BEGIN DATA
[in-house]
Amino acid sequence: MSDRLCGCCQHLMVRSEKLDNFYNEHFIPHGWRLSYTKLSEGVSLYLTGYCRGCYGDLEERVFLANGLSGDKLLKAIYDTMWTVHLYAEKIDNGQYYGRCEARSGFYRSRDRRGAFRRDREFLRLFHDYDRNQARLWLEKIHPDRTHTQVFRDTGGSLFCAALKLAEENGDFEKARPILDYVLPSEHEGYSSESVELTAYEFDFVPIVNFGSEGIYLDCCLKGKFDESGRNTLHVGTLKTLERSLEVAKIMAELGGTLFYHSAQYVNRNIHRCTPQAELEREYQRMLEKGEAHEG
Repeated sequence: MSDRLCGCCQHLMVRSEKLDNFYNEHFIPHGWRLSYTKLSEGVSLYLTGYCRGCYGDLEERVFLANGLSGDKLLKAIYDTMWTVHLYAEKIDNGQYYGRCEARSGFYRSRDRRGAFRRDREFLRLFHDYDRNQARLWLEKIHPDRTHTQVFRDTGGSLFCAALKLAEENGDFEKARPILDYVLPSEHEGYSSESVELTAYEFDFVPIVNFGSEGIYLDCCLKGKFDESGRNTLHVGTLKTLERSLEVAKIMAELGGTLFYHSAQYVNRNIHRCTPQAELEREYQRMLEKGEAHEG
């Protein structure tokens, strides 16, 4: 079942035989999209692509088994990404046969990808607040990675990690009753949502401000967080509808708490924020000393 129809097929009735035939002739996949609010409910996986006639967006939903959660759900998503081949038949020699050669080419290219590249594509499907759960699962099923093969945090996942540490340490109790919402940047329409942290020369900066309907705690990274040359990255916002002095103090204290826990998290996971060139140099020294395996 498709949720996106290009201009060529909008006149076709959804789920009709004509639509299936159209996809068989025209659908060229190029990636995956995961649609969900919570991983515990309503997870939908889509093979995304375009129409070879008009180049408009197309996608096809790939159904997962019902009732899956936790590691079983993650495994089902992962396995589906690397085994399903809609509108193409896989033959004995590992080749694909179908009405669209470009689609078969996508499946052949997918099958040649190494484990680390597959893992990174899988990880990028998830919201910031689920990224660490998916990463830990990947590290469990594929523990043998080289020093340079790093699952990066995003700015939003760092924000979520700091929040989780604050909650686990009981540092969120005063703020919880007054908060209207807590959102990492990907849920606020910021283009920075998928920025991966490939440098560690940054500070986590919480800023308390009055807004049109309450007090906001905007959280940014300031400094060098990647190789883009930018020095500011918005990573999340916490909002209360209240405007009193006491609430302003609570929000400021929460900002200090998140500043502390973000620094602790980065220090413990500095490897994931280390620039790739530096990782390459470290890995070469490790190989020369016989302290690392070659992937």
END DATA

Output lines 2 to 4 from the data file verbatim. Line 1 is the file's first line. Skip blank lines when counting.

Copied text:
Amino acid sequence: MSDRLCGCCQHLMVRSEKLDNFYNEHFIPHGWRLSYTKLSEGVSLYLTGYCRGCYGDLEERVFLANGLSGDKLLKAIYDTMWTVHLYAEKIDNGQYYGRCEARSGFYRSRDRRGAFRRDREFLRLFHDYDRNQARLWLEKIHPDRTHTQVFRDTGGSLFCAALKLAEENGDFEKARPILDYVLPSEHEGYSSESVELTAYEFDFVPIVNFGSEGIYLDCCLKGKFDESGRNTLHVGTLKTLERSLEVAKIMAELGGTLFYHSAQYVNRNIHRCTPQAELEREYQRMLEKGEAHEG
Repeated sequence: MSDRLCGCCQHLMVRSEKLDNFYNEHFIPHGWRLSYTKLSEGVSLYLTGYCRGCYGDLEERVFLANGLSGDKLLKAIYDTMWTVHLYAEKIDNGQYYGRCEARSGFYRSRDRRGAFRRDREFLRLFHDYDRNQARLWLEKIHPDRTHTQVFRDTGGSLFCAALKLAEENGDFEKARPILDYVLPSEHEGYSSESVELTAYEFDFVPIVNFGSEGIYLDCCLKGKFDESGRNTLHVGTLKTLERSLEVAKIMAELGGTLFYHSAQYVNRNIHRCTPQAELEREYQRMLEKGEAHEG
């Protein structure tokens, strides 16, 4: 079942035989999209692509088994990404046969990808607040990675990690009753949502401000967080509808708490924020000393 129809097929009735035939002739996949609010409910996986006639967006939903959660759900998503081949038949020699050669080419290219590249594509499907759960699962099923093969945090996942540490340490109790919402940047329409942290020369900066309907705690990274040359990255916002002095103090204290826990998290996971060139140099020294395996 498709949720996106290009201009060529909008006149076709959804789920009709004509639509299936159209996809068989025209659908060229190029990636995956995961649609969900919570991983515990309503997870939908889509093979995304375009129409070879008009180049408009197309996608096809790939159904997962019902009732899956936790590691079983993650495994089902992962396995589906690397085994399903809609509108193409896989033959004995590992080749694909179908009405669209470009689609078969996508499946052949997918099958040649190494484990680390597959893992990174899988990880990028998830919201910031689920990224660490998916990463830990990947590290469990594929523990043998080289020093340079790093699952990066995003700015939003760092924000979520700091929040989780604050909650686990009981540092969120005063703020919880007054908060209207807590959102990492990907849920606020910021283009920075998928920025991966490939440098560690940054500070986590919480800023308390009055807004049109309450007090906001905007959280940014300031400094060098990647190789883009930018020095500011918005990573999340916490909002209360209240405007009193006491609430302003609570929000400021929460900002200090998140500043502390973000620094602790980065220090413990500095490897994931280390620039790739530096990782390459470290890995070469490790190989020369016989302290690392070659992937």